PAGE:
The McDonnell Douglas MD-83 is a longer-range variant of the MD-81 and MD-82. The MD-83 features increased weight, high performing engines, and added fuel capacity.

McDonnell Douglas
United States
1983 to: 1999
US$48.5 million (1990)
2x P&W JT8D-219
21,000 pound-force
Max Cruise Speed:
472 knots
874 Km/h
Approach Speed (Vref):
144 knots
Travel range:
2,550 Nautical Miles
4,723 Kilometers
Fuel Economy:
Service Ceiling:
37,000 feet
Rate of Climb:
2500 feet / minute
12.70metre / second
Take Off Distance:
2052 metre - 6,732.20 feet
Landing Distance:
1585 metre - 5,200.07 feet
Max Take Off Weight:
79,686 Kg
175,676 lbs
Max Landing Weight:
63,276 Kg
139,498 lbs
Max Payload:
19,193 Kg
42,313 lbs
Fuel Tank Capacity:
6,981 gallon
26,426 litre
Baggage Volume:
28.7 m3 / 1,014 ft3
Seats - Economy / General:
172 seats
Seats - Business Class:
Seats - First Class:
Cabin Height:
2.05 metre - 6.73 feet
Cabin Width:
3.11 metre - 10.20 feet
Cabin Length:
30.78 metre - 100.98 feet
Exterior Length:
45.02 metre - 147.70 feet
Tail height:
9.2 metre - 30.18 feet
Fuselage Diameter:
3.35 metre - 10.99 feet
Wing Span / Rotor Diameter:
32.85 metre - 107.77 feet
Wing Tips:
No Winglets

MD-83 Production and Development

The McDonnell Douglas MD-80 series was developed and produced by McDonnell Douglas, an American aerospace manufacturing company and defense industry based in Berkeley, Missouri, United States.

On January 31 1983, the MD-83 was first announced. Then a year later, the prototype took its maiden flight on December 17 1984.

On October 17 1985, the aircraft received its type certification from the Federal Aviation Administration with a maximum take off weight of 67,800 kilograms. A maximum take off weight of 73,000 kilograms was certified again on November 4 1985.

In February 1985, the aircraft was first delivered to Alaska Airlines, an American airline based in SeaTac, Washington. Alaska Airlines’ initial order was the MD-82, afterwards the airlines’ first four aircraft were MD-83s. On the same month, it entered into service.

On December 28 1999, last delivery of the aircraft was recorded to Trans World Airlines (TWA), a major American airline between 1930 to 2001.

MD-83 Design

The MD-83 is derived from the MD-81 and MD-82 with an extended range. It is equipped with more powerful engines compared to the previous types, increase in weight, and added fuel capacity.

The aircraft has an external length of 45.02 meters, tail height of 9.2 meters and fuselage diameter of 3.35 meters. In order to manage the greater operating weights, the aircraft includes built up landing gear with brand new tires, brakes, and wheels. It has a wheelbase of 22.05 meters. The wing has a span of 32.85 meters. There were modifications to the wing skins, spar web on the front and spar cap in the elevator. The floor beams that support the seats of the passengers, galleys, and lavatories were strengthened. The panels that hold the auxiliary fuel tanks were enhanced.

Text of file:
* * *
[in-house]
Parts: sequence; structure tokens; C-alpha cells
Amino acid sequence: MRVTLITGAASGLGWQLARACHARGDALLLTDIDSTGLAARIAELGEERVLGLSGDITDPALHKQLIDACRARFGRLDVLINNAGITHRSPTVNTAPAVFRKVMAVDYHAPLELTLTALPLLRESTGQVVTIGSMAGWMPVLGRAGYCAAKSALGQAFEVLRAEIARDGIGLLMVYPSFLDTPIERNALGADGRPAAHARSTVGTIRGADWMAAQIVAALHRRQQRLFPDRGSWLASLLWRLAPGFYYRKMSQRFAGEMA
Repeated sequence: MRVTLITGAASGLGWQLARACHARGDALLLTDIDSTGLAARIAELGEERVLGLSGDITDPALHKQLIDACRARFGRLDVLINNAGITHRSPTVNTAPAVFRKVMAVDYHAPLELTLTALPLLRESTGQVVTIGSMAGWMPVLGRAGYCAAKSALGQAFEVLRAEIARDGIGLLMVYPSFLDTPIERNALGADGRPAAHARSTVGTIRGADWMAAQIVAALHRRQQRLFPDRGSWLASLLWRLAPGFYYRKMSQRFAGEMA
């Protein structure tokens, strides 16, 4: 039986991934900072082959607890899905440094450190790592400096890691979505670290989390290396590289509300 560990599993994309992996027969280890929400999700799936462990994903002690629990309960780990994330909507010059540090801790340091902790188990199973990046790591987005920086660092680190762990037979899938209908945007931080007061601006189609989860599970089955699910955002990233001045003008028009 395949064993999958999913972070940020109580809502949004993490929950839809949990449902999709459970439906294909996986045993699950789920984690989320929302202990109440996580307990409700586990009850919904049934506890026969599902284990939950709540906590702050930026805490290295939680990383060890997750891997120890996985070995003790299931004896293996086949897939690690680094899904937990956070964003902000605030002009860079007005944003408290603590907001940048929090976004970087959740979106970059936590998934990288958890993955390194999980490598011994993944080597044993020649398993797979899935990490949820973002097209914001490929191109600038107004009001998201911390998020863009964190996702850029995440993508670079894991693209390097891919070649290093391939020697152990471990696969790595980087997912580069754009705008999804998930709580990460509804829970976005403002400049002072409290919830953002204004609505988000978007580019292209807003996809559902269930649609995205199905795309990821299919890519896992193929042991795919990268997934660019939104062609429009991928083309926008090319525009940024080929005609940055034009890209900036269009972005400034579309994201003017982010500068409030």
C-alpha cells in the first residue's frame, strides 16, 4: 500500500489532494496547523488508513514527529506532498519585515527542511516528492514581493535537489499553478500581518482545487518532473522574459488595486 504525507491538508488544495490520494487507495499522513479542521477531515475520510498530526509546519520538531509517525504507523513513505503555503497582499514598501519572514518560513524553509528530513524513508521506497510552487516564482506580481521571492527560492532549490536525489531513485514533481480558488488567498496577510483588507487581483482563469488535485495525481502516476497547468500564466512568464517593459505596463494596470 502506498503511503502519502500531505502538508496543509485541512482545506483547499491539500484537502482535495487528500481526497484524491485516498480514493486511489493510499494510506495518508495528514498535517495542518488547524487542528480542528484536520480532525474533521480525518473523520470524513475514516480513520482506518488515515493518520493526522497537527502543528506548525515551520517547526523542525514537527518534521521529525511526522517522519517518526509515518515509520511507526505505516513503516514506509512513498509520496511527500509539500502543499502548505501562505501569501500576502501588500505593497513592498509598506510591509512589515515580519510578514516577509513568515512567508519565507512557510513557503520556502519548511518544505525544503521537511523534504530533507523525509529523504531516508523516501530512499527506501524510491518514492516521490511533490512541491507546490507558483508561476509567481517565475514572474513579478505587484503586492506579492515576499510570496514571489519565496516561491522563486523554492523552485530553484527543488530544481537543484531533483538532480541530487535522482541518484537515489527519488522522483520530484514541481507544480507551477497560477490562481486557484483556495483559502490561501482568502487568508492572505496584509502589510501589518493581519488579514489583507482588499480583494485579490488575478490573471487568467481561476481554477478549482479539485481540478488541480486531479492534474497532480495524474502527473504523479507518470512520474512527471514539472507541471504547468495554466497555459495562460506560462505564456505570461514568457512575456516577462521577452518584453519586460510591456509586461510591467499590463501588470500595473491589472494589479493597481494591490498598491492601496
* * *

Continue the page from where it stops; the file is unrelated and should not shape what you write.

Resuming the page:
The MD-83 has a cabin length of 30.78 meters, height of 2.05 meters and width of 3.11 meters.

MD-83 Engine and Performance

The MD-83 is powered by two JT8D-219 turbofan engines supplied by Pratt and Whitney. With a maximum thrust of 21,000 lbf each, the engines were a bit more powerful compared to the previous models. It is also equipped with increased fuel capacity of 6,981 US Gal that is being carried in two 565 US Gal auxiliary tanks positioned in front and back of the center section.

The aircraft has a maximum payload of 19,193 kg. It has an increased maximum take off weight of 79,686 kg and 63,276 kg for landing. Common range for this type of aircraft with 155 passengers is about 2,550 nautical miles. It has a service ceiling of 37,000 feet and a maximum cruise speed of 472 knots. The rate of climb of MD-83 is 2,500 feet per minute.

The take off distance and landing distance are 2,052 meters and 1,585 meters respectively.

MD-83 Notable Accidents and Incidents

On January 31 2000, the horizontal stabilizer of an Alaskan Airlines flight 261 went out of control and crashed in the Pacific Ocean. There were eighty-eight people on board. No one survived this accident.

On November 30 2007, due to pilot’s spatial unawareness, an Atlasjet flight 4203 crashed in Turkey. Sixty-four passengers were killed in this accident.

On January 24 2012, a Swiftair flight 94 EC-JJS went through a wingtip strike upon landing at Kandahar Airport in Afghanistan. No injuries recorded in this incident.

On June 3 2012, because of engine failure, a Dana Air flight 992 5N-RAM crashed into a building in a residential area in Lagos, Nigeria. All of the people on board died on this accident, along with ten people on the ground.

On July 24 2014, an Air Algerie flight 5017 EC-LTV crashed around 50 minutes after it took off from Ouagadougou, Burkina Faso. All 110 people on board were killed on the accident.

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On March 8 2017, an American Jet Charter N786TW slid off the runway Willow Run Airport while on a rejected take-off. This flight carried the Michigan men’s college basketball team. There were no recorded casualties in this incident.

On January 27 2020, a Caspian Airlines flight 6936 EP-CPZ overran the end of the runway of Mahshahr Airport in Iran. There were two recorded injuries in this incident.

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